What you’ll need: at least 2 monitors, Adobe creative suite

Songlist: anything by Bauhaus, Written in Reverse by Spoon

Further reading: um, a graphic novel? No wait, something about graphic design.

McKayla Maroney is not impressed with this logo.

Ok, last post about the Olympics. I swear.

Now, were you surprised at seeing an image as horrifically ugly as the logo above in a post about graphic design? I don’t know a whole lot about graphic design, so I didn’t follow the unveiling of the 2012 London Olympic logo or the subsequent typeface associated with it, and thus wasn’t aware of the outrage that predated my own. Because, for all my love of the Olympics, and for the million hours I spent watching TV over the past 2 weeks, I just could not get over that horrible, clunky, graceless font. (Last time I checked, the Olympics are not exactly a celebration of clunkiness).

Unfortunately, I didn’t rally any of my fellow Olympics-watchers to my cause:

“Isn’t the typography awful?”

“Eh.”

“I mean, seriously, doesn’t it just make you angry?”

“Shh, the girls are hitting the ball now.”

To console myself, I tried outlining a logo of my own, and quickly noticed that the first two letters of the host city’s name are quite similar to the current year. With a little work, something interesting could be done with that similarity. My own attempts weren’t great, but you’ll see what I mean in the following logo, created by British graphic designer Richard Voysey:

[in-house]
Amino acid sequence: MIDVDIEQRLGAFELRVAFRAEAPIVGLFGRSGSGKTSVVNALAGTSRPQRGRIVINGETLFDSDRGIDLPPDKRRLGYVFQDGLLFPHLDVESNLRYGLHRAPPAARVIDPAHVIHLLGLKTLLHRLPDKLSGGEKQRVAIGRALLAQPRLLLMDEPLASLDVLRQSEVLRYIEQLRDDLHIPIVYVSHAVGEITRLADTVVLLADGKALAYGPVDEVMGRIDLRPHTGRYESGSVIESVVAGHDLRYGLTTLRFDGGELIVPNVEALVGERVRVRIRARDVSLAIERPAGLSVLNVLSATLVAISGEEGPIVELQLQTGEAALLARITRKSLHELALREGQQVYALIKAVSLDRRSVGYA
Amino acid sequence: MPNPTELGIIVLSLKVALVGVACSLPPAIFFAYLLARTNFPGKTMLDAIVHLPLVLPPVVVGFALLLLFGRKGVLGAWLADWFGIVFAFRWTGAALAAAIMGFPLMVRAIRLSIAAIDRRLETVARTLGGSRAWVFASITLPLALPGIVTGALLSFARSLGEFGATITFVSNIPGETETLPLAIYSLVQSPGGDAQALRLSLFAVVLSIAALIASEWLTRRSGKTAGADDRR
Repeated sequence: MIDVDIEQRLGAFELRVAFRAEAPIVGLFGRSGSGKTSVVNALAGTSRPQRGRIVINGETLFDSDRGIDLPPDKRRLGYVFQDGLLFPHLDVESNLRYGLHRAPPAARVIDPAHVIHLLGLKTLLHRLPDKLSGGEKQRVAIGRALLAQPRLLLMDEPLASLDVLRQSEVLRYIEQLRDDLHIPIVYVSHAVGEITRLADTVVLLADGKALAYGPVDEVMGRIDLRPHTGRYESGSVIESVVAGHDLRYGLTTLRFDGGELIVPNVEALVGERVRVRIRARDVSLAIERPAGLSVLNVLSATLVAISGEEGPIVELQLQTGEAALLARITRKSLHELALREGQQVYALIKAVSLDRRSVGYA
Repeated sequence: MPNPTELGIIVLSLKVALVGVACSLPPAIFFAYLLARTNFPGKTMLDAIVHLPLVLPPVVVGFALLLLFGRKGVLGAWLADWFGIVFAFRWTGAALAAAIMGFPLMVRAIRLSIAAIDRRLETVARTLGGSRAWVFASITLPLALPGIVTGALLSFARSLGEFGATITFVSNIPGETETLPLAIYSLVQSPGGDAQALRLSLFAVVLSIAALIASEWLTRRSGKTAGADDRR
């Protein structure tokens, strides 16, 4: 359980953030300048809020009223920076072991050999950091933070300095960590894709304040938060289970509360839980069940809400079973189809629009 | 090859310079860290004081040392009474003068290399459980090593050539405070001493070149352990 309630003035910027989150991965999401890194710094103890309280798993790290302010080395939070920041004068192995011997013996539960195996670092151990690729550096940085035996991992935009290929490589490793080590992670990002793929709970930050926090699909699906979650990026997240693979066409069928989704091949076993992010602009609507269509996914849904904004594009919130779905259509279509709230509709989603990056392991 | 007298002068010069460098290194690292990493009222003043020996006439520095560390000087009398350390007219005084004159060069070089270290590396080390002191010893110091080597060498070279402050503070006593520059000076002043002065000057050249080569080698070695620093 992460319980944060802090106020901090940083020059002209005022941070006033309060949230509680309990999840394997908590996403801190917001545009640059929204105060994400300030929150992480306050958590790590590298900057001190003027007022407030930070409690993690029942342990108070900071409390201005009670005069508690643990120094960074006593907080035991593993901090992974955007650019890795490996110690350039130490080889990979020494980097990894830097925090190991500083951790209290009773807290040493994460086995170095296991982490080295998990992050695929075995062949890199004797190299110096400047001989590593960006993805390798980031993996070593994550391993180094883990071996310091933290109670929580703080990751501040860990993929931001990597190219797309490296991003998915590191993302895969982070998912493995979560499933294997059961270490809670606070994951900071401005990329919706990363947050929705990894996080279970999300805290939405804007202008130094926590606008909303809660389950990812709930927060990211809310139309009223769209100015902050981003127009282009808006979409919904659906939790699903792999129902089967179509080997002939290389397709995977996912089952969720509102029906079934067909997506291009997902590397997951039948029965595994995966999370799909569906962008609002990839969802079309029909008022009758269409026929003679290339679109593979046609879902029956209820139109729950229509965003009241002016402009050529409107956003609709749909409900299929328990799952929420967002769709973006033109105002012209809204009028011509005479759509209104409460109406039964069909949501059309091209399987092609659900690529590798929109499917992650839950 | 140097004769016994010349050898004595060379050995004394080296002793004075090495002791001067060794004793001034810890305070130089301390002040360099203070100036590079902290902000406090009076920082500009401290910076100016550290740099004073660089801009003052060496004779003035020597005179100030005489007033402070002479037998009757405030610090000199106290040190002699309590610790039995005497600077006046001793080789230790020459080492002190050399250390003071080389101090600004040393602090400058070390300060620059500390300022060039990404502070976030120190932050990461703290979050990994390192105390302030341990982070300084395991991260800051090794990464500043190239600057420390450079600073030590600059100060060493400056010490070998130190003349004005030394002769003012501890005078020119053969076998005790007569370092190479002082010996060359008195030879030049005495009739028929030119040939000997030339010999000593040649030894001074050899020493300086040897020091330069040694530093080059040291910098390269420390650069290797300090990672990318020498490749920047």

Ahhh, that’s more like it

I felt vindicated both by the Brits’ selection of Mr. Voysey’s design as the “favourite alternative logo” of the games, as well as this design blog’s list of the 8 worst fonts in the world. The London Olympics typeface, called 2012 Headline, ranks #1, worse than Papyrus, worse than Comic Sans (which didn’t even make the list). It can’t get any worse.

But I don’t just want to be one of those Debbie-downer-negative-Nancy complainers. I’ve become much more interested in graphic design over the last year or so, after a) reading blogs that frequently link to lovely infographics* and typefaces and b) having to do very basic graphic design myself for one of my jobs. On Saturday I lugged home 5 enormous history-of-graphic-design books from the library, and I mean to make a serious dent in them. At least by leafing through the pretty pictures.

Look out, world.

*The best infographics I’ve seen are by Nicholas Felton, who produces his annual Feltron report, and Warby Parker’s annual report. Here’s a sample of Nicholas Felton’s work:

Data done right.

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